John C. Goodman, healthcare economist writing in Forbes, advocates another option. Goodman favors a dollar-for-dollar tax credit up to the amount of the tax subsidy employees have been getting for the tax exclusion. For example, if you’re in a 30% tax bracket and you get a $20,000 healthcare family policy from your employer, you’re getting a $6000 subsidy from the federal government. Goodman would give you a $6000 tax credit to purchase your healthcare policy. The remainder of any insurance premium would have to be paid with after-tax dollars.

When faced with this choice, employees would probably prefer more take-home pay. They would rather compromise on the luxuries of their healthcare policy and have more money in their pocket. This means more tax revenue for the government and less wasteful spending on healthcare by the employees.

Actually, Goodman favors a fixed tax credit for all Americans, regardless of income. He estimates a tax credit of $2,500 for individuals and $8,000 for a family of four would allow almost everyone to obtain insurance equivalent to a well-managed Medicaid plan. Additional funds could be spent to obtain insurance that gives more options.

He also advocates that states should have the freedom to give everyone the opportunity to use their credit to buy into Medicaid (similar to the Public Option progressives favor) but should also be able to give everyone in Medicaid the opportunity to obtain private insurance instead (which is favored by conservatives.)These changes would:

  • Eliminate all perverse incentives to over-insure
  • Eliminate the perverse incentives not to hire and not to work
  • Approach the goal of universal coverage


Repealing the Cadillac Tax is not a good idea. Let’s replace it with a better option.

Trump is Improving Medicare – Part IV


This is Part IV in a series of posts concerning improvements in Medicare being made by the Trump administration.

This new Trump policy is based on the idea of promoting choice, competition, and market prices.It seeks to do that in Medicare by:

  • Liberating telemedicine
  • Liberating Accountable Care Organizations (ACOs)
  • Ending payment incentives to hospital-based physicians
  • Promoting hospital price transparency
  • Deregulating paperwork
  • Increasing transparency in the market for prescription drugs

In Part I we discussed Liberating telemedicine. In Part II we discussed Liberating ACOs andEqualizing Physician Fees. In Part III we discussed Promoting Hospital Price Transparency and Price Transparency in the Drug Market.

Deregulating Paperwork

As a physician, I can testify to the increasing amounts of paperwork required of the American physician. It has reduced the amount of time physicians spend with their patients, increased the cost of doing business, and generally reduced the quality of care. Relief is certainly needed.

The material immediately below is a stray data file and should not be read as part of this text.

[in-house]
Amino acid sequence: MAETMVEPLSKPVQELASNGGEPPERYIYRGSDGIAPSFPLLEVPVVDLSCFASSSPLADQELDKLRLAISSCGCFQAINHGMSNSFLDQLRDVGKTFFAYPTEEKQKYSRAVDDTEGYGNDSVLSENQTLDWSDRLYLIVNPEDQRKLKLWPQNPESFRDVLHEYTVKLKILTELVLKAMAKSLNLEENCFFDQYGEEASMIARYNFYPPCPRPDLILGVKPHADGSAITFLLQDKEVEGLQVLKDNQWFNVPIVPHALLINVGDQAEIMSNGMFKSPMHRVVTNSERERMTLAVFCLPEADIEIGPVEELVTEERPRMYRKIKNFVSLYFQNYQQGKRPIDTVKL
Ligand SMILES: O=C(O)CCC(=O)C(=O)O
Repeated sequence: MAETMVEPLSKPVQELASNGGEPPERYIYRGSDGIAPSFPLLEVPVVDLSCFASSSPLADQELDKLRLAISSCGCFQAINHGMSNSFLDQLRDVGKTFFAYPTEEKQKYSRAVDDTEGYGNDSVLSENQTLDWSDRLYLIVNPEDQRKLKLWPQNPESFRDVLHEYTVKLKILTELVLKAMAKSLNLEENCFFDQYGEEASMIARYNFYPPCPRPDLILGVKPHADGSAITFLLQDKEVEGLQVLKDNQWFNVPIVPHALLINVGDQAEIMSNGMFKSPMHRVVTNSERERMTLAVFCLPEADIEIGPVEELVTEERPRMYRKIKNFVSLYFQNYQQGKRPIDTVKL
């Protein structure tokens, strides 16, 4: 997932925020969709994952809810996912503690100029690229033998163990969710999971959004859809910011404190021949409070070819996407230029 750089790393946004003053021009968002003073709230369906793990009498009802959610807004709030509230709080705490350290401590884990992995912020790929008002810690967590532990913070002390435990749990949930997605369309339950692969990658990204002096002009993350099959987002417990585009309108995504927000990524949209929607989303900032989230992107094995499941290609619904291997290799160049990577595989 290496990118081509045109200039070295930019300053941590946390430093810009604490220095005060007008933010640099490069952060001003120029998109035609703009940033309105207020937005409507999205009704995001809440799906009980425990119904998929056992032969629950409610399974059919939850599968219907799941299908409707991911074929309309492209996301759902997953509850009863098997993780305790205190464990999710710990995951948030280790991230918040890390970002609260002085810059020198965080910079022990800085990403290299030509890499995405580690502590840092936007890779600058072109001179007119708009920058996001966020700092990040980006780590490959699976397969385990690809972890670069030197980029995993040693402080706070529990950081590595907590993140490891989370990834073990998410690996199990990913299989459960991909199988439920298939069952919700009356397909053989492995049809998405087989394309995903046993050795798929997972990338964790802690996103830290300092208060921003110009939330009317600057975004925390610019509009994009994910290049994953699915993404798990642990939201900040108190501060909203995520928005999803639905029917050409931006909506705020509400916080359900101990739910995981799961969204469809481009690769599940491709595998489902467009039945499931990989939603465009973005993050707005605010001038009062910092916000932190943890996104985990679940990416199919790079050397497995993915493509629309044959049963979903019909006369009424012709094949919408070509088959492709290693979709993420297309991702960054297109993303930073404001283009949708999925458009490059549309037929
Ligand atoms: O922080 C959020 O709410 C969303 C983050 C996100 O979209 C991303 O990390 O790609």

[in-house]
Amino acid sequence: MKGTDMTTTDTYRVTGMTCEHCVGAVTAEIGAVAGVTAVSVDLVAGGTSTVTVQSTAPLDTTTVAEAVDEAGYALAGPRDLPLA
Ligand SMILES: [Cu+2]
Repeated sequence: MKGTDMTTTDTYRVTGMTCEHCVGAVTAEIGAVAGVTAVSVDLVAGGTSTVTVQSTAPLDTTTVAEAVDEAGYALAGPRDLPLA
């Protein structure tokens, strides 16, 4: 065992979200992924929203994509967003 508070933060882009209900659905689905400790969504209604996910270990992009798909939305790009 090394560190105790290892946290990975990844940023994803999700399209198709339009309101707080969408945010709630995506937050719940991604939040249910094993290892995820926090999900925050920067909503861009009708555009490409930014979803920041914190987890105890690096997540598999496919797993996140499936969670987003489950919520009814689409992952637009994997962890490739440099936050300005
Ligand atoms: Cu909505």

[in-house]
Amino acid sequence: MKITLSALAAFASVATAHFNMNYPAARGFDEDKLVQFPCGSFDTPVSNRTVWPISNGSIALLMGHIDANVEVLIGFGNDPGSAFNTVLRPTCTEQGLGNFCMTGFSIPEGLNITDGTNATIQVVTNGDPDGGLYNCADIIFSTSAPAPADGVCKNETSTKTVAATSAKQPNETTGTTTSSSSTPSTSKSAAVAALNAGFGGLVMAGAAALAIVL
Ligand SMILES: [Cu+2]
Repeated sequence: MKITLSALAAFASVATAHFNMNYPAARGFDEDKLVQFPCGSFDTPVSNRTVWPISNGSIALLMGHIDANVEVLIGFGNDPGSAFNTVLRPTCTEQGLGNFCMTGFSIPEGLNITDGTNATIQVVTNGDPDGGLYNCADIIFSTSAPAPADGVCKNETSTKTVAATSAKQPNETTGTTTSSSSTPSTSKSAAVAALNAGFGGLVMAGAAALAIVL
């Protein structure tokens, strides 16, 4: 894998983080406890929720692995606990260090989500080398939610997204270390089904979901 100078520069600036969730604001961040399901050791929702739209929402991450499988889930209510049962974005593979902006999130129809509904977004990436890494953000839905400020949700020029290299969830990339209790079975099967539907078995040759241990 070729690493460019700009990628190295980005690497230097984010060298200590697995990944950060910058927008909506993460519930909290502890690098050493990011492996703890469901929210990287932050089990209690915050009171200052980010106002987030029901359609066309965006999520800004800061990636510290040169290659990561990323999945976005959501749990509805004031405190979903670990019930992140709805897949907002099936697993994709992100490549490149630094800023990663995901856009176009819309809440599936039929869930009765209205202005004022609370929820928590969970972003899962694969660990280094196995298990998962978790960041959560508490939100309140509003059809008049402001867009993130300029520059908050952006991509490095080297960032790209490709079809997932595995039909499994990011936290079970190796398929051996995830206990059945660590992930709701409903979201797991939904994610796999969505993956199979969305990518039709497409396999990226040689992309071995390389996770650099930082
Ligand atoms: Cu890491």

The Trump administration, through the Centers for Medicare and Medicaid (CMS) has launched a major initiative to do what most doctors believe is long overdue. Based on input from thousands of practitioners, the agency has made changes it estimates will eliminate 53 million hours of burden!

Reducing this burden will reduce costs by an estimated $5.2 billion over the first five years. This means more time for doctors to spend with their patients and lower costs of providing healthcare.

Concierge Doctors

You’ve probably heard of a new phenomenon in healthcare called concierge medicine. Some doctors now limit their practice to those who pre-pay for healthcare by an annual fee in order to guarantee less time waiting for appointments and easier access to healthcare. This form of practice has gained in popularity in recent years.

A similar type of medicine called Direct Primary Care is coming soon to Medicare.  Under this arrangement, Medicare would pay a fixed monthly fee to a physician or group instead of the traditional fee-for-service. In return, the physicians would provide virtually all primary care. Fees will be from $90 to $120 per month, depending on patient age and medical history.

As of March 2018, there were 790 direct primary care practices in the U.S. They generally provide 24/7 access to a physician and communicate by phone, email and Skype. Their benefits include:

  • Improved access to care
  • Improved quality of care
  • Reduced overall healthcare spending
  • High levels of patient satisfaction


Currently these practices generally do not accept Medicare. They are not allowed to contract with a Medicare patient unless they are in Medicare – and most are not. This requires a change by Congress to eliminate this Catch 22. Such a change would allow the elderly and the disabled to get the same tax break others receive when they buy healthcare from providers who aren’t governed by Medicare rules.

John C. Goodman, the author quoted throughout this series, says, “The Trump administration is clearly pushing the envelope – in many cases acting to fill a void left by Congress. These changes will result in a very different healthcare system. It will be one that is shaped more by individual choice and market forces than by rules and regulations.”

Republicans have been repeatedly accused by Democrats of having “no healthcare solutions.” Clearly, this is not true of the Trump administration.